Johnnie Allan, real name John Allen Guillot was born March 10, 1938, in Rayne, Louisiana. At age six, he obtained his first guitar and learned to play from his mother. By age thirteen, he was playing with Walter Mouton & the Scott Playboys, a traditional Cajun band. Two years later, he switched to Lawrence Walker & the Wandering Aces, another Cajun band. While still in high school, he played 6 to 8 gigs a week. In 1956, he saw Elvis Presley perform live on the Louisiana Hayride music program, and shortly afterward, Allan began to play rock & roll music. In 1958, he left Walker to form the Krazy Kats. Allan and his bandmates changed their style to what would later become known as "Swamp Pop," a combination of Cajun melodies, country, rock and roll, and blues. That same year he recorded "Lonely Days, Lonely Nights" for JIN Records of Ville Platte, Louisiana with Floyd Soileau and "Letter of Love" the following year. During this time, Allan attended the University of Southern Louisiana in Lafayette, graduating with a degree in Education. Between 1967 and 1969, Johnnie Allan focused on his master's degree.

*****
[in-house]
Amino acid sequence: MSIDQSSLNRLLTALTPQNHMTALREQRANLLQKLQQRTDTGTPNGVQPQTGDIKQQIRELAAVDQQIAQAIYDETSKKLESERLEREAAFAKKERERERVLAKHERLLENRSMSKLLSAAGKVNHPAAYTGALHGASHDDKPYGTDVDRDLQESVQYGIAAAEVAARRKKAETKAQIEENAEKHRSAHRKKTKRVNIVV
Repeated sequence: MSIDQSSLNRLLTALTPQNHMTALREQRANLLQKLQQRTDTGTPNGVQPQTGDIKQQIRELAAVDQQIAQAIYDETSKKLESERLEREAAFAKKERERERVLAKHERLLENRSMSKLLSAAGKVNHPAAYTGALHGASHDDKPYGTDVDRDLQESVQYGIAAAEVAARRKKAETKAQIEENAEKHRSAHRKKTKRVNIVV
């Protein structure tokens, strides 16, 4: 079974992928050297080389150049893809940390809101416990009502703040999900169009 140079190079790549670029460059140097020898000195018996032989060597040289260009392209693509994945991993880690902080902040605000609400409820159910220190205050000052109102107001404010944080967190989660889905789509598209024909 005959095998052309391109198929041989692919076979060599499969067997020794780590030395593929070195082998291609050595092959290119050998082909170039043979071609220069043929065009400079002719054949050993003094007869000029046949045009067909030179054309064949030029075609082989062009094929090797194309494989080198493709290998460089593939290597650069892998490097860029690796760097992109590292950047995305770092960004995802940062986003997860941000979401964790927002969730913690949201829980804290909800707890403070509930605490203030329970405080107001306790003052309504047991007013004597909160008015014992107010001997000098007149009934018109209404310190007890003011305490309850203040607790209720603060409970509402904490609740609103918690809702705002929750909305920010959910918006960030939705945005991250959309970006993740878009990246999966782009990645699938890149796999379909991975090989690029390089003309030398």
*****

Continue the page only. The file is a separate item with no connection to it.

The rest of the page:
In the early 1970s, he recorded many notable swamp pop tunes. Six weeks into Allan's first teaching job, he was called into active duty in the National Guard during the Berlin Crisis. When he returned, he discovered that his band's song, "Your Picture," was on the radio. Through the '70s, Allan worked as a school administrator by day and performer by night. He became the premier authority on Cajun music and culture, writing several books on the subject. A perennial favorite of swamp pop fans globally, Allan has performed in Europe many times.